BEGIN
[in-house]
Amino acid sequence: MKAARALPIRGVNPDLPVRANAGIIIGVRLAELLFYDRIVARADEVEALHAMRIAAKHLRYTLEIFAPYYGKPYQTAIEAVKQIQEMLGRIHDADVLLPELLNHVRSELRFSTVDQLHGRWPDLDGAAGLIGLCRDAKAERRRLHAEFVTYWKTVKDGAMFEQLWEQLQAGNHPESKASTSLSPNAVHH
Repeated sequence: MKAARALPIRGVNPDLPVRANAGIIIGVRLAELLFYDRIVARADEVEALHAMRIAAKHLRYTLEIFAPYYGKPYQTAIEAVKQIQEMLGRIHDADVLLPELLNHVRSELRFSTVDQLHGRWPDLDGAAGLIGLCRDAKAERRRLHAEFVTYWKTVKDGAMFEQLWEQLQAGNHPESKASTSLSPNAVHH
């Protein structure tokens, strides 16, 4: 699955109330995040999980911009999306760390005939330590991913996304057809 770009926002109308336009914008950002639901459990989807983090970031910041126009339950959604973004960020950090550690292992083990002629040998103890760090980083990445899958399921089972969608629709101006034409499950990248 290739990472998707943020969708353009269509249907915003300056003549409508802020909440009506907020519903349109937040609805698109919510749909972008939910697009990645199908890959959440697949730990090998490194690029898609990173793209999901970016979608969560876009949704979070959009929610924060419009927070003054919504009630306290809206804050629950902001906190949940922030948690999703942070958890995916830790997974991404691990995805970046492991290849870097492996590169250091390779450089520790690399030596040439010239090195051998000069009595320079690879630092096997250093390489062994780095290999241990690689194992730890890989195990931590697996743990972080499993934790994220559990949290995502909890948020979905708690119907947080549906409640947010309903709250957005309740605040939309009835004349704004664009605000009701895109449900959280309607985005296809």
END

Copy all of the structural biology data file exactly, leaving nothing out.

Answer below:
[in-house]
Amino acid sequence: MKAARALPIRGVNPDLPVRANAGIIIGVRLAELLFYDRIVARADEVEALHAMRIAAKHLRYTLEIFAPYYGKPYQTAIEAVKQIQEMLGRIHDADVLLPELLNHVRSELRFSTVDQLHGRWPDLDGAAGLIGLCRDAKAERRRLHAEFVTYWKTVKDGAMFEQLWEQLQAGNHPESKASTSLSPNAVHH
Repeated sequence: MKAARALPIRGVNPDLPVRANAGIIIGVRLAELLFYDRIVARADEVEALHAMRIAAKHLRYTLEIFAPYYGKPYQTAIEAVKQIQEMLGRIHDADVLLPELLNHVRSELRFSTVDQLHGRWPDLDGAAGLIGLCRDAKAERRRLHAEFVTYWKTVKDGAMFEQLWEQLQAGNHPESKASTSLSPNAVHH
């Protein structure tokens, strides 16, 4: 699955109330995040999980911009999306760390005939330590991913996304057809 770009926002109308336009914008950002639901459990989807983090970031910041126009339950959604973004960020950090550690292992083990002629040998103890760090980083990445899958399921089972969608629709101006034409499950990248 290739990472998707943020969708353009269509249907915003300056003549409508802020909440009506907020519903349109937040609805698109919510749909972008939910697009990645199908890959959440697949730990090998490194690029898609990173793209999901970016979608969560876009949704979070959009929610924060419009927070003054919504009630306290809206804050629950902001906190949940922030948690999703942070958890995916830790997974991404691990995805970046492991290849870097492996590169250091390779450089520790690399030596040439010239090195051998000069009595320079690879630092096997250093390489062994780095290999241990690689194992730890890989195990931590697996743990972080499993934790994220559990949290995502909890948020979905708690119907947080549906409640947010309903709250957005309740605040939309009835004349704004664009605000009701895109449900959280309607985005296809």